Fertility preservation: how and why

thumbnail-3In recent years, the topic of fertility preservation has come up more and more. At CRGH, we do offer fertility preservation for both men and women, but what does this mean?

Fertility preservation helps patients retain their fertility for a future time and includes options such as egg freezing, sperm freezing, and embryo freezing. Traditionally, fertility preservation has been done for medical reasons but thanks to advances in modern medicine, more and more people are opting for fertility preservation for social reasons.


In many cases, infertility is a side effect of life-saving cancer treatments like radiation and chemotherapy. Many cancer treatments are so effective that most patients come through the illness but without the ability to have children. That’s where fertility preservation comes in. If they are able to freeze their eggs, sperm, or embryos, their hopes for a family in the future don’t have to be dashed.

Patients undergoing fertility preservation due to medical reasons should speak to us right away – depending on the type of treatment, fertility could be damaged by just one cancer treatment.


Sometimes, there are no medical reasons for seeking fertility preservation. Until recently, success rate for fertility preservation were fairly low, making it reserved for those with medical issues. Social issues for women and men to opt for fertility preservation might include time – a patient may be more school or career focused right now and wants the option to have children later on. Or, a couple may simply not be ready for a baby at the moment. The social reasons vary from patient to patient. The HFEA’s 2014 Fertility Trends Report cited absence of partner as the most commonly cited reason for women freezing their eggs for non-medical reasons.


There are a few different ways to preserve fertility depending on the situation – egg freezing, sperm freezing, and embryo freezing.

If a woman wants to have her eggs frozen, she’ll need to give herself fertility injections to stimulate her ovaries to get the maximum amount of eggs during the harvest. This goes on for a period of 12-14 days and will include visits to the clinic for blood work and scans to see how her body responds to the fertility drugs. During the harvest, eggs are removed and subsequently frozen and stored for future use.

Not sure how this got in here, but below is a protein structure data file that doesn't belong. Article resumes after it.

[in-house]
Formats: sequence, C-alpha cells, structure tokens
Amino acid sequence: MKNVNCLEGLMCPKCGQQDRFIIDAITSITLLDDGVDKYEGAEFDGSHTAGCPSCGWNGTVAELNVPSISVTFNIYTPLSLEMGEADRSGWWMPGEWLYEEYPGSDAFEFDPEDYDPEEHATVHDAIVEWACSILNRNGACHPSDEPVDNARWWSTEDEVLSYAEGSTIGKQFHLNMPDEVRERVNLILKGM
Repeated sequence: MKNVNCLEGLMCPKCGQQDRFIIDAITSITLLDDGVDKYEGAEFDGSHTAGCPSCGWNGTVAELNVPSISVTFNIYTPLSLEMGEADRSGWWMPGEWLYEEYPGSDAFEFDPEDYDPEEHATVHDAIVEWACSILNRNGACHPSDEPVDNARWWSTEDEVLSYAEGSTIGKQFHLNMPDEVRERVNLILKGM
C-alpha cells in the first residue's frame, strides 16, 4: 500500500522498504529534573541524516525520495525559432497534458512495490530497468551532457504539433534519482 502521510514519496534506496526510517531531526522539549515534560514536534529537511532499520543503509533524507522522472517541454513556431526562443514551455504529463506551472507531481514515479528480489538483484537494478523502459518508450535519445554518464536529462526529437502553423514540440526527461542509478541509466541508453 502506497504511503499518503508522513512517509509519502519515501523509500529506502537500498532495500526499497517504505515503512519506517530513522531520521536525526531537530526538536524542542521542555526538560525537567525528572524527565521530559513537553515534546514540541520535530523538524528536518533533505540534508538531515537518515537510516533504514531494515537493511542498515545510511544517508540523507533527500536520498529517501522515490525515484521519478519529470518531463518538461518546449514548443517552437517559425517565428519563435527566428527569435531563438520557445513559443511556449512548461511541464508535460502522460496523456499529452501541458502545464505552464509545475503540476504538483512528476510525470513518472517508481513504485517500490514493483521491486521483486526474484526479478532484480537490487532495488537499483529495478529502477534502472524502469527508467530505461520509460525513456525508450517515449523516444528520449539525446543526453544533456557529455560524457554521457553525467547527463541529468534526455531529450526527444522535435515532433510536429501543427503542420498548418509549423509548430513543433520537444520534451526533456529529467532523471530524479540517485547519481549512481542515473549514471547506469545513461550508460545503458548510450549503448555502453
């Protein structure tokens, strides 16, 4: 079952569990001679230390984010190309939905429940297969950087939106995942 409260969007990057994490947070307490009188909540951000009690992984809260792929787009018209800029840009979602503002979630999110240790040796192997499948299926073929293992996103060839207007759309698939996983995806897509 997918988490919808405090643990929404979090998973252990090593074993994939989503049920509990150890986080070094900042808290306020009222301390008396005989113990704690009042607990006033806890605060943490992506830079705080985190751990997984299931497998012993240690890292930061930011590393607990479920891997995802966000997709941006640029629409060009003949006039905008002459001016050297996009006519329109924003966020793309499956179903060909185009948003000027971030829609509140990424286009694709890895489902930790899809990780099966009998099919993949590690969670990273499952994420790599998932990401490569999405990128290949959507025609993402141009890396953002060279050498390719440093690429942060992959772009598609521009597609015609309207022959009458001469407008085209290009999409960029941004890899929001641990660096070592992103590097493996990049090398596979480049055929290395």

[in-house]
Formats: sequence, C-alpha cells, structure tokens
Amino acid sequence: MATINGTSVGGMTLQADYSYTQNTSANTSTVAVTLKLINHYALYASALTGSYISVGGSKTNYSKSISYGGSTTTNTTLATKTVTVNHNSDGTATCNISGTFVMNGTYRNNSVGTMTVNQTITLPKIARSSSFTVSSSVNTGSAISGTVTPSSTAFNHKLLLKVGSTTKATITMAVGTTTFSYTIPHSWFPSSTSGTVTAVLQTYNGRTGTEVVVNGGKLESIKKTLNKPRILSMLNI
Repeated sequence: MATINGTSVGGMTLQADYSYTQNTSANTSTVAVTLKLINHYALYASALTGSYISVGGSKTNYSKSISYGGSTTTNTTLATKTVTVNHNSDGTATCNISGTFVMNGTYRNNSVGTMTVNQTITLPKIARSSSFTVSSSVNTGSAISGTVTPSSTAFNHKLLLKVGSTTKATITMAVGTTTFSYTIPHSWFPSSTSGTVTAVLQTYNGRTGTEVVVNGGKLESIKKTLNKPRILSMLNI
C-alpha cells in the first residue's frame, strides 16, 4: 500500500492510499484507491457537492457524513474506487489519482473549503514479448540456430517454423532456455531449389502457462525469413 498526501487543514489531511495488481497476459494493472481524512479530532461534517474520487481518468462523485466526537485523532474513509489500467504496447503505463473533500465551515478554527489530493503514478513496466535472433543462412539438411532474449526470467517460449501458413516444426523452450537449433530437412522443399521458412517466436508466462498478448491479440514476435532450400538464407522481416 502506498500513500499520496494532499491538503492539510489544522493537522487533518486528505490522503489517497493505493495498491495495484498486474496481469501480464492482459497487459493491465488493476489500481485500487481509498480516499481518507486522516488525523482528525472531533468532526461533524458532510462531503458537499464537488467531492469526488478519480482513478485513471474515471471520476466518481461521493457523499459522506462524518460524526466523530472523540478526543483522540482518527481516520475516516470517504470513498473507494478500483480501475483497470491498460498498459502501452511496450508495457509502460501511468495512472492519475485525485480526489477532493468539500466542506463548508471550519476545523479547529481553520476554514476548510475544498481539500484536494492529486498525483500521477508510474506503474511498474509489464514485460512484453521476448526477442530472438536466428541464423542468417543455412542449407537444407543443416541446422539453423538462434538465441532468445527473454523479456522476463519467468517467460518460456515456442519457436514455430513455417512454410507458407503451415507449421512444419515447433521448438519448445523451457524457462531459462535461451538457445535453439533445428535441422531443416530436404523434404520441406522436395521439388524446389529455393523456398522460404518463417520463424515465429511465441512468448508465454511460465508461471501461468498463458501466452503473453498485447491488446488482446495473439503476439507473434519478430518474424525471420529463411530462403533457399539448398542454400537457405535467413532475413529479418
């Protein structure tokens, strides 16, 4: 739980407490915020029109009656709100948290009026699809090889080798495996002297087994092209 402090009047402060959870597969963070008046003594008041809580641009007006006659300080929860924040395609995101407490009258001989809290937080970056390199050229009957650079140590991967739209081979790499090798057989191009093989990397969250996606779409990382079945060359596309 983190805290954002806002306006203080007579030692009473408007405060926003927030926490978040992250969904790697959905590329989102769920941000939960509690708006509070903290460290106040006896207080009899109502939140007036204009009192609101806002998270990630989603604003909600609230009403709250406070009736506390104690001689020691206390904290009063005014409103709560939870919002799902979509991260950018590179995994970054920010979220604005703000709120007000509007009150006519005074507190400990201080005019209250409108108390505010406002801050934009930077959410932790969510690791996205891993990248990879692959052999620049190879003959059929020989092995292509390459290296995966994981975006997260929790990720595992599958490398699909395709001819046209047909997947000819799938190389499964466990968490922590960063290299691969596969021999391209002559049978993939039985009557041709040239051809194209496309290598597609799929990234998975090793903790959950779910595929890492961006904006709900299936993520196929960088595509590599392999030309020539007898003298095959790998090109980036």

For men, the process is usually a lot simpler. Men will provide sperm samples through masturbation or, in some cases, surgical sperm retrieval. From that point, the sperm will be frozen and stored for future use.

When freezing embryos, the process is similar to simply freezing eggs or sperm, but the couple will also undergo in vitro fertilisation (IVF) and the embryos will be frozen shortly thereafter. If a woman is undergoing embryonic freezing on her own, her eggs may be fertilised with donor sperm.

In theory, eggs, sperm, and embryos can be frozen indefinitely, but UK regulations apply, and most often they are stored for up to 10 years unless the patient has a medical condition.

At CRGH, we have had a very high success rate of live births with patients undergoing fertility preservation. If this is something that interests you, be sure to speak to your specialist and we’ll be happy to advise.